An ever-increasing number of people communicate and connect via social media. In China, more than 800 million people now use the WeChat app. WeChat is described as “China’s social operating system,” because it is not used just for chatting, but also, for example, to make payments, book taxis and order food. Meanwhile, users can use the app to assess one another in the form of an evaluation. These evaluations are used to generate rating scales, which in turn enable conclusions to be drawn about the behavior and lifestyle of the individual being rated – information which is already being used in the issuing of loans. Where is this social monitoring leading to?
For the second example of social consequences I would like to highlight the vulnerability of people in the digital world. In centuries past, the availability and distribution of information allowed people to form opinions, which put them in a position to examine various issues critically. Certainly, the digital world supports greater availability of information. Never before have people been so readily able to access such immense volumes of information and knowledge. And yet, the very structure of digital platforms, and the aggregation of data that they facilitate, create the opportunity to falsify and manipulate information. The user’s ability to judge and to critically evaluate decrease. The result is control and restriction of informational self-determination. We are moving from a phase governed by critical discernment to one of excessive control.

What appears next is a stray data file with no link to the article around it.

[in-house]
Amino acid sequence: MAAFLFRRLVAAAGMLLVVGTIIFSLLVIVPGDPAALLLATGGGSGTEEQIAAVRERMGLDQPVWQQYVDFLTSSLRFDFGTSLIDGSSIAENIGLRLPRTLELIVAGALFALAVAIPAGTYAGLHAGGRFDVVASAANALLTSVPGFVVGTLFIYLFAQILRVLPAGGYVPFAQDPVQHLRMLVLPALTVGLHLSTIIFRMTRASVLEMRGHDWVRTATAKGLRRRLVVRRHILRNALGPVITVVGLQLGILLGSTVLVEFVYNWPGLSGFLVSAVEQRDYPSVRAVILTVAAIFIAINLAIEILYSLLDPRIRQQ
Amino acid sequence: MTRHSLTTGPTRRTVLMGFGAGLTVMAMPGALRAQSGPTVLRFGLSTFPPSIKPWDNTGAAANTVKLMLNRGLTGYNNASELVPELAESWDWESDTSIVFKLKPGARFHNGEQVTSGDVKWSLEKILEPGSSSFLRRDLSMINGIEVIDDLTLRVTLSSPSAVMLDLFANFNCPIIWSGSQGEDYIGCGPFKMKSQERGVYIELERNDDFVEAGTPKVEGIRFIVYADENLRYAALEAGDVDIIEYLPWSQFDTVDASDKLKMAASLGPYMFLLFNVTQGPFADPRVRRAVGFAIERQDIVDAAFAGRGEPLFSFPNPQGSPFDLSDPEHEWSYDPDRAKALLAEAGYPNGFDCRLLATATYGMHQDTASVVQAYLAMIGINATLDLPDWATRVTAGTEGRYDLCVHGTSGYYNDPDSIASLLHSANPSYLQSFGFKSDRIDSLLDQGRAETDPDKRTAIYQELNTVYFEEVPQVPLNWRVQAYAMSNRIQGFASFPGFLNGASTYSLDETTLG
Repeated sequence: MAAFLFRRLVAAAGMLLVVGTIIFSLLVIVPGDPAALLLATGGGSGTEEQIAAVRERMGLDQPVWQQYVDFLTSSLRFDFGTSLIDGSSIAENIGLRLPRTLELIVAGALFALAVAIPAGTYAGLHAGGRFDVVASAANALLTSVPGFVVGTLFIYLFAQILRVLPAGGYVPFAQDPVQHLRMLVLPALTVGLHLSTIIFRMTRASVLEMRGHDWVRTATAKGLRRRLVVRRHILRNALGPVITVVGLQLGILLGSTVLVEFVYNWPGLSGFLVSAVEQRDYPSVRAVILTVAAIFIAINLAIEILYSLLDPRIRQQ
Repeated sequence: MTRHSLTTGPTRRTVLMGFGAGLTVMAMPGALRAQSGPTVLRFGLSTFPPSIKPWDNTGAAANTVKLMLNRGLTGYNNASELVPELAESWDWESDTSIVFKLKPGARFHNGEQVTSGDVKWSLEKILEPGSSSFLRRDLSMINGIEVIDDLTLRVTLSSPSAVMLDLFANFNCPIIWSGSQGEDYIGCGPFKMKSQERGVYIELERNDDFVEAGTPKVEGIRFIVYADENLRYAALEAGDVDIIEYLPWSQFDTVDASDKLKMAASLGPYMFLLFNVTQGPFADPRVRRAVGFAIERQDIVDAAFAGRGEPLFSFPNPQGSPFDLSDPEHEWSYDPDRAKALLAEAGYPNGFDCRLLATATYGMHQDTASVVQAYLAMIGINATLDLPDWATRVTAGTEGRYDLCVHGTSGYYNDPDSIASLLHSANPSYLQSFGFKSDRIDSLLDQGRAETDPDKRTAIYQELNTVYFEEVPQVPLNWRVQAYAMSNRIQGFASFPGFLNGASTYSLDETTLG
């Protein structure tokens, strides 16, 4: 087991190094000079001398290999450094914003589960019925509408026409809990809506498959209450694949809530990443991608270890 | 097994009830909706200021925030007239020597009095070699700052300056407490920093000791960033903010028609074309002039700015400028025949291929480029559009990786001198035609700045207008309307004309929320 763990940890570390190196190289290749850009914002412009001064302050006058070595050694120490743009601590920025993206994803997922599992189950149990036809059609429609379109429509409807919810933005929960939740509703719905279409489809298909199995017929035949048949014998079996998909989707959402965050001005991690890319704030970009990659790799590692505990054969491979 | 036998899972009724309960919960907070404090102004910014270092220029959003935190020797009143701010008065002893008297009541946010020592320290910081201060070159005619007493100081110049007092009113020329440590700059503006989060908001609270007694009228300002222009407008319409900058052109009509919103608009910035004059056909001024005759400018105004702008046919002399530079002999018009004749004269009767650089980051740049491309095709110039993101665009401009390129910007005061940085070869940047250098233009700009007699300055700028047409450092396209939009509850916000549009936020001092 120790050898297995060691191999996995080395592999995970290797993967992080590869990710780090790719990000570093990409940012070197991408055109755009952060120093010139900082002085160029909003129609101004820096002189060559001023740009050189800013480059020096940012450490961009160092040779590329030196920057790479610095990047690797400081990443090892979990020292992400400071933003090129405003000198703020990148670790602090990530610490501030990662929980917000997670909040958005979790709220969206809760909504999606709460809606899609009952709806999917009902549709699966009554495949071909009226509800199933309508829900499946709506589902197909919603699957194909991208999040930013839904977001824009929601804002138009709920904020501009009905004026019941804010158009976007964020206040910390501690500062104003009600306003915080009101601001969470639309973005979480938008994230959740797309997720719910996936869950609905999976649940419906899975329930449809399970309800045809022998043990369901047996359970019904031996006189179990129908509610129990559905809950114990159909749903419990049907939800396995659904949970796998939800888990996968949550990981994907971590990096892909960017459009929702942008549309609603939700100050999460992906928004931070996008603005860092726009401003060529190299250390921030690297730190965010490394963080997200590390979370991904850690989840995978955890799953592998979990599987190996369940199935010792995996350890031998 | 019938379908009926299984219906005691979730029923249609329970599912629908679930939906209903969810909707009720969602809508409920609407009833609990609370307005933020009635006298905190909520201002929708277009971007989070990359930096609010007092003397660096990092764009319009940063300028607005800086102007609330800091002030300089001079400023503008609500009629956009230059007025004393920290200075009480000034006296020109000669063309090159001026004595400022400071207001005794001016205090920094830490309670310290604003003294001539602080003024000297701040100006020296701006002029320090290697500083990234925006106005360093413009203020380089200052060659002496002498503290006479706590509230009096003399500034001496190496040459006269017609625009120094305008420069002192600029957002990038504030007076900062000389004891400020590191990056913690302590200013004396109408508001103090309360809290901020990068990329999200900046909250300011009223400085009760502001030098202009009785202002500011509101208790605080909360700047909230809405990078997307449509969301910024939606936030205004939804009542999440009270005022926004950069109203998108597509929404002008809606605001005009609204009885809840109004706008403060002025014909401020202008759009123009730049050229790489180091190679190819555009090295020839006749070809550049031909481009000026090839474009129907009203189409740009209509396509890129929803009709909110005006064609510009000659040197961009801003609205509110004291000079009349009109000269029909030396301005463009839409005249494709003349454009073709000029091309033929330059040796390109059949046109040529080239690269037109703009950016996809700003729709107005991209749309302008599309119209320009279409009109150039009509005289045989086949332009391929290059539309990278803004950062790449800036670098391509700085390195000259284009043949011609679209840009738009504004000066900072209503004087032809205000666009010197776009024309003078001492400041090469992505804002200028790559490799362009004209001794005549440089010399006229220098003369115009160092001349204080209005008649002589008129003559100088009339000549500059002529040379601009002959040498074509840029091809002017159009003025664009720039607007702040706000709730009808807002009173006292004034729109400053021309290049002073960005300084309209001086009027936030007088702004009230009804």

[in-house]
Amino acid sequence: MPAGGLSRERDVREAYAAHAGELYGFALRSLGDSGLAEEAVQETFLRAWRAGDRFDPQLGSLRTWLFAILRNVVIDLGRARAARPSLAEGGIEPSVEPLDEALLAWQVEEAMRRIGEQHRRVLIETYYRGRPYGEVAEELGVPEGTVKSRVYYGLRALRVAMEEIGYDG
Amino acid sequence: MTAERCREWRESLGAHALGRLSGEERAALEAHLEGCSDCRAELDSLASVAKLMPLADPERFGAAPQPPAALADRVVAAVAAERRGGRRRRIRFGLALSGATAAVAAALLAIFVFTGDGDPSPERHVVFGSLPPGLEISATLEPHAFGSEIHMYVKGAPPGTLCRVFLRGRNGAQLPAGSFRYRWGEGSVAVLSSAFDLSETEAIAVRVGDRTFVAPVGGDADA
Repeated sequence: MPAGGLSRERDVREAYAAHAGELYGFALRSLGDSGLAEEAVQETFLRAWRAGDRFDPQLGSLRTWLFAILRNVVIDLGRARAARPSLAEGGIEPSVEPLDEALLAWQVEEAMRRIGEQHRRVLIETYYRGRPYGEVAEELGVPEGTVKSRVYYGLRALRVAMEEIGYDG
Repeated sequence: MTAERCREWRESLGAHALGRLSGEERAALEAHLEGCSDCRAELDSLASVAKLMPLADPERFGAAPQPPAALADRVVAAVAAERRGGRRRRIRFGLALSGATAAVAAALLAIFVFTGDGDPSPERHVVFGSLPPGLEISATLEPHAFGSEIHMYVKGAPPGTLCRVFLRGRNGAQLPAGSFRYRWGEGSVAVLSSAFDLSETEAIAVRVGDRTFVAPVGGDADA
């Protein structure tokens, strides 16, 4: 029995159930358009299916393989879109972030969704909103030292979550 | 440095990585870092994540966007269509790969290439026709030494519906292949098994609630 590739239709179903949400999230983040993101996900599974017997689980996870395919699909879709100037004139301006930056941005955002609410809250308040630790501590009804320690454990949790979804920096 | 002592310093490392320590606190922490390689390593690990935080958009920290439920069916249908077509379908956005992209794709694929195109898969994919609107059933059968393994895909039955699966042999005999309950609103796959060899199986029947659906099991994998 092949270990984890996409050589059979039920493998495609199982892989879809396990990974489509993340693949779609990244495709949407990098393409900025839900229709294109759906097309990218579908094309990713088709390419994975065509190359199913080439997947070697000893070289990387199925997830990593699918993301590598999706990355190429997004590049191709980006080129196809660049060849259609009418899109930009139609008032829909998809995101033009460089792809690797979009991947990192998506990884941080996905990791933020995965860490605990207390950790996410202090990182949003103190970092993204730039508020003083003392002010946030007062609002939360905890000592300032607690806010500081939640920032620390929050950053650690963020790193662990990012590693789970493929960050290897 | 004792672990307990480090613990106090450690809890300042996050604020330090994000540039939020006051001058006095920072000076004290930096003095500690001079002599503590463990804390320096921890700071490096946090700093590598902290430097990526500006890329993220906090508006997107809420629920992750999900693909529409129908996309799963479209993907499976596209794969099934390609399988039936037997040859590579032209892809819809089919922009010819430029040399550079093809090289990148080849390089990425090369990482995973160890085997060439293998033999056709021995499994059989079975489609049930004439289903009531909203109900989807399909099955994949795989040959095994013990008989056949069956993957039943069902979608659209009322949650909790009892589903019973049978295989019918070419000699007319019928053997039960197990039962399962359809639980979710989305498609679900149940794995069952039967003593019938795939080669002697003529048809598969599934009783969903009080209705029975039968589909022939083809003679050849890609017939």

This development accompanied by the already described consequences for society stands in diametrical opposition to the fundamental values of Europe and Germany. These values are founded on the basis of security ensured by the state, property, freedom of action, and the dignity and self-determination of the individual. From a historical perspective, the cost of attaining these values has been very high, which makes them all the more valuable.